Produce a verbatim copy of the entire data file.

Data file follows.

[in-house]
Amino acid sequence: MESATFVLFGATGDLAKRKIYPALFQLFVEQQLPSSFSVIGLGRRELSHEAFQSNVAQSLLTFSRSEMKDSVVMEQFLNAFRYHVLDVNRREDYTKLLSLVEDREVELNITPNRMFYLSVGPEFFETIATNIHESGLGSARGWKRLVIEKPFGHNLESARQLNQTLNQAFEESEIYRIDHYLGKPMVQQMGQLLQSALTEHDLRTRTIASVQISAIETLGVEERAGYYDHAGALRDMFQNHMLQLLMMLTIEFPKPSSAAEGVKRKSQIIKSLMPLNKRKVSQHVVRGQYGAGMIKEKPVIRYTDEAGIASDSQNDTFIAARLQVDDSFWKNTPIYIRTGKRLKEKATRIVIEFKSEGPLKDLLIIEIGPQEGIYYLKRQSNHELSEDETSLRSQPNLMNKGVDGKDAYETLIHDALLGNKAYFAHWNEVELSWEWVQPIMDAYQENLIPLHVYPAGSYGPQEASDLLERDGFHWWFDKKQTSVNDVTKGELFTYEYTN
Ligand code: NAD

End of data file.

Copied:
[in-house]
Amino acid sequence: MESATFVLFGATGDLAKRKIYPALFQLFVEQQLPSSFSVIGLGRRELSHEAFQSNVAQSLLTFSRSEMKDSVVMEQFLNAFRYHVLDVNRREDYTKLLSLVEDREVELNITPNRMFYLSVGPEFFETIATNIHESGLGSARGWKRLVIEKPFGHNLESARQLNQTLNQAFEESEIYRIDHYLGKPMVQQMGQLLQSALTEHDLRTRTIASVQISAIETLGVEERAGYYDHAGALRDMFQNHMLQLLMMLTIEFPKPSSAAEGVKRKSQIIKSLMPLNKRKVSQHVVRGQYGAGMIKEKPVIRYTDEAGIASDSQNDTFIAARLQVDDSFWKNTPIYIRTGKRLKEKATRIVIEFKSEGPLKDLLIIEIGPQEGIYYLKRQSNHELSEDETSLRSQPNLMNKGVDGKDAYETLIHDALLGNKAYFAHWNEVELSWEWVQPIMDAYQENLIPLHVYPAGSYGPQEASDLLERDGFHWWFDKKQTSVNDVTKGELFTYEYTN
Ligand code: NAD